Othello - Character Analysis
In the play Othello, the character of Othello has certain
traits which make him seem naive and unsophisticated compared
to many other people. This is why Iago, to get his just rewards
uses him as a scapegoat. Iago told Roderigo, " O,sir,
content you. I follow him [Othello] to serve my turn upon him
"(I, i lines 38-9). Iago is saying, he only follows Othello to a
point, and upon reaching it he will not follow him any longer.
Iago has opened my eyes to see the real meaning of deceit.
No matter what, Iago will try to take advantage of Othello any
time and he will be easily lead to believe the lies of Iago.
The Moor, as many Venetians call him, is of strong character.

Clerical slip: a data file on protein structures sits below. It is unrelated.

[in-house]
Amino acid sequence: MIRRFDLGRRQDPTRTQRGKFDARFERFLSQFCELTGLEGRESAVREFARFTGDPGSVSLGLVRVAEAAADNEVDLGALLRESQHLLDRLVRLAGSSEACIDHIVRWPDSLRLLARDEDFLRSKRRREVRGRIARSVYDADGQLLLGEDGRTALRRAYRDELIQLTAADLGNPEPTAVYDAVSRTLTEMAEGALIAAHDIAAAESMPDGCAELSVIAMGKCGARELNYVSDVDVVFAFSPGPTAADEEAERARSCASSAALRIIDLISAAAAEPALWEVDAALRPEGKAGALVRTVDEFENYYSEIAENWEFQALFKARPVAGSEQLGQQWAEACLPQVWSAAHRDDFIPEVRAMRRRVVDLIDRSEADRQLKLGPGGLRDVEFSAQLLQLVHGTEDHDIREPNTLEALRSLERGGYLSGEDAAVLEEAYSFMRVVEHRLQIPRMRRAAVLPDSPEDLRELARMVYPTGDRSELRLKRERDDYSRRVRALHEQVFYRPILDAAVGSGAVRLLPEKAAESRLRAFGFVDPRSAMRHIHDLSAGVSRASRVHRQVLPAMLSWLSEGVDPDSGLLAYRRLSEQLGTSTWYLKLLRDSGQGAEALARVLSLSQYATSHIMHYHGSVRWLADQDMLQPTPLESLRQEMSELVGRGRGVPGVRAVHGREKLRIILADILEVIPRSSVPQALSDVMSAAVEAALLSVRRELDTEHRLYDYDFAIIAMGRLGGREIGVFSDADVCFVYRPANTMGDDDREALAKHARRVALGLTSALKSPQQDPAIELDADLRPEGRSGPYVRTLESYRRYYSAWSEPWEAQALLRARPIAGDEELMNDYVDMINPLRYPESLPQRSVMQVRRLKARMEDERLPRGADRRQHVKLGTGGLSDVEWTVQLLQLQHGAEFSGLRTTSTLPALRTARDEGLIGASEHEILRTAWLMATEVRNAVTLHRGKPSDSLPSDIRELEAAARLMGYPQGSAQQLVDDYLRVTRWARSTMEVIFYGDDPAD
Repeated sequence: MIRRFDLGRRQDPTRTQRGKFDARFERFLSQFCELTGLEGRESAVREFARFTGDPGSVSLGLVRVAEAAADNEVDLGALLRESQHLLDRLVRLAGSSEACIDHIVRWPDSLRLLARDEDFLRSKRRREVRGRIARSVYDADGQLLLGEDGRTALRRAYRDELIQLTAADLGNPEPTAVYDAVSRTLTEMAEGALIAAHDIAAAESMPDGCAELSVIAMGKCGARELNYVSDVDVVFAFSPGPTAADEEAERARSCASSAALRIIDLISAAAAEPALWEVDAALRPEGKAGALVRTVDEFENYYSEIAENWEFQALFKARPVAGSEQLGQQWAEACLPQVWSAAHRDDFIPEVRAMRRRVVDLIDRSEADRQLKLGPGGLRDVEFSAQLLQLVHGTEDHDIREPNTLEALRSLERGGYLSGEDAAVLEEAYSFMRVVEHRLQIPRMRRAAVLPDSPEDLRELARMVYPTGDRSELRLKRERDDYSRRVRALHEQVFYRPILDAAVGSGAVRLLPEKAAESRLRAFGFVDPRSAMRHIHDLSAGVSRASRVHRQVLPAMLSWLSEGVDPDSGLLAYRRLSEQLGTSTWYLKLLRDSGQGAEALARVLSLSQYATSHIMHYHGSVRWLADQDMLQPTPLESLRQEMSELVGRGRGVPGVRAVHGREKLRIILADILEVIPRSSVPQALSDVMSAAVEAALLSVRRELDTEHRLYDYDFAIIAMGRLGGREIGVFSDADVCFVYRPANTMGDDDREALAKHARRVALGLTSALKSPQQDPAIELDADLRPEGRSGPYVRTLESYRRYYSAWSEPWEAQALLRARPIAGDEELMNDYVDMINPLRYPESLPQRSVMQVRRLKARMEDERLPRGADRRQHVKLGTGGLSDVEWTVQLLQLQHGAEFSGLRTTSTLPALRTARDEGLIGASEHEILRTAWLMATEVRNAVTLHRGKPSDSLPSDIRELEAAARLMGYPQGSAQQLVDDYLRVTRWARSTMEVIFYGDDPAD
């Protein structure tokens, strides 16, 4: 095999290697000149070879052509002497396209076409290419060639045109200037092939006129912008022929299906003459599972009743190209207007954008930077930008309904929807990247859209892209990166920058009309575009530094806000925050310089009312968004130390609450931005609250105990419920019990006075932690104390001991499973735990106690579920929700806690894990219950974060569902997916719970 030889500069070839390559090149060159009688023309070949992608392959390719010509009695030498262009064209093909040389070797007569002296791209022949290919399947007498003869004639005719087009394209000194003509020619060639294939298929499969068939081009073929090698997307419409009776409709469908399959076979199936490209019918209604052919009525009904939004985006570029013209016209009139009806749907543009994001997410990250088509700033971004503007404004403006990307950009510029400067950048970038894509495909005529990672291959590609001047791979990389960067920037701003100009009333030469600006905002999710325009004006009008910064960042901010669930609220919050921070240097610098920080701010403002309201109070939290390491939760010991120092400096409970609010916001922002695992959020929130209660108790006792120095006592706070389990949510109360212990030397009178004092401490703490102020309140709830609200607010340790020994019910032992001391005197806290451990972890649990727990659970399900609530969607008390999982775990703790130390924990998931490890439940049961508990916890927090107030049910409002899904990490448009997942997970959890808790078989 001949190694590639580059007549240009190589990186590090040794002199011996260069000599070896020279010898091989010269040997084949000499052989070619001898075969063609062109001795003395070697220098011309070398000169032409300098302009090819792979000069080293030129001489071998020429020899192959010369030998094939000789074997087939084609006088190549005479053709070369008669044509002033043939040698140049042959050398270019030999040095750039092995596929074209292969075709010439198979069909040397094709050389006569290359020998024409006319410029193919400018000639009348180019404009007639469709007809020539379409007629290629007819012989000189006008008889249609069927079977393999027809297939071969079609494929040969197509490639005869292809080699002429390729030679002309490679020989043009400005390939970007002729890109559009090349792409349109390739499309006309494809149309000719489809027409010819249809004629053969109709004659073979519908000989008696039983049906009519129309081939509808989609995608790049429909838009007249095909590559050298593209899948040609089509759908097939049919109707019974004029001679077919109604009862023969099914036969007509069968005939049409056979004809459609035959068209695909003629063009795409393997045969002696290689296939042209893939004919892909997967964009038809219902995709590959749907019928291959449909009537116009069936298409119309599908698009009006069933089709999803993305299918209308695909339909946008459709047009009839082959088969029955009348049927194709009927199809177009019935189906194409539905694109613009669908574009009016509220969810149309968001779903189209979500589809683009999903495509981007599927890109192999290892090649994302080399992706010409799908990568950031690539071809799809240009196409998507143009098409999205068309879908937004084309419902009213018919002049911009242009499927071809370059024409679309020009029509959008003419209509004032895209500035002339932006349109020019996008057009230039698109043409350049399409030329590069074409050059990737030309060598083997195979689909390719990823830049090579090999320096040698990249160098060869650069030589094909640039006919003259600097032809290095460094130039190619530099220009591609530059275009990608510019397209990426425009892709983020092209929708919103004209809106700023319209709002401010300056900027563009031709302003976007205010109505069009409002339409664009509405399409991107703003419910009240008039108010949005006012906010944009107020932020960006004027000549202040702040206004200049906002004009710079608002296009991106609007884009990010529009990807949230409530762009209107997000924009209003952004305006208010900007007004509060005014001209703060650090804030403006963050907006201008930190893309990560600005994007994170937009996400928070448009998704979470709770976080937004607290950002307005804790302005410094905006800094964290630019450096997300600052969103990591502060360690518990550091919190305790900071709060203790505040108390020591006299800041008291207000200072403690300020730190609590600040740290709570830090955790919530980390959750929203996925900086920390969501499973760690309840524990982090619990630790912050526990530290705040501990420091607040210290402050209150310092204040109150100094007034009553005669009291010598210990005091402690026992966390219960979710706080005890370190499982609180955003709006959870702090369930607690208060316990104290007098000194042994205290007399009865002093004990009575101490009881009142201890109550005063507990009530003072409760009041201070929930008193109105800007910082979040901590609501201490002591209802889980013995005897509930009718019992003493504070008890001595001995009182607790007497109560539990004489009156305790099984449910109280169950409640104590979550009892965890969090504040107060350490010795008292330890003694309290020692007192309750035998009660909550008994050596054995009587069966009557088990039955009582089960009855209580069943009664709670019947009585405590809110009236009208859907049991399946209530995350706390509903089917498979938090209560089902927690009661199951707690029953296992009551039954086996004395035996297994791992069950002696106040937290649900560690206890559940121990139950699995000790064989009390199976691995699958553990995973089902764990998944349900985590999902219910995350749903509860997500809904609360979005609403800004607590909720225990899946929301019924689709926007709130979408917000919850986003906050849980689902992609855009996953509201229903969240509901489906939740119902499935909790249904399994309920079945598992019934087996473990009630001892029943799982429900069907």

He is very proud and in control of every move throughout
the play. The control is not only of power but of the sense of
his being who he is, a great warrior. In Act I, Othello has a
scuffle with Brabantio, who has come to kill him, but before
anything could happen Othello said, "Hold your hands, both
of you of my inclining and the rest. Were it my cue to fight, I
should have known it without a prompter" (I, ii, lines 80-3).
The power shown here is quite astounding.
The nature of Othello's character is of a dark man. A dark man,
not only because he is black, but also because his whole
person is very mysterious. He is mysterious in that he believes
there is magic brewing everywhere. With this dark side he
is also very outgoing, and not very bright. He isn't observant
and the schemes of Iago work well on him. Though he
doesn't reflect too much on his past, except occasional
ventures of wars fought, he does let his emotions run his life.
For all the dangers and encounters he has been involved in,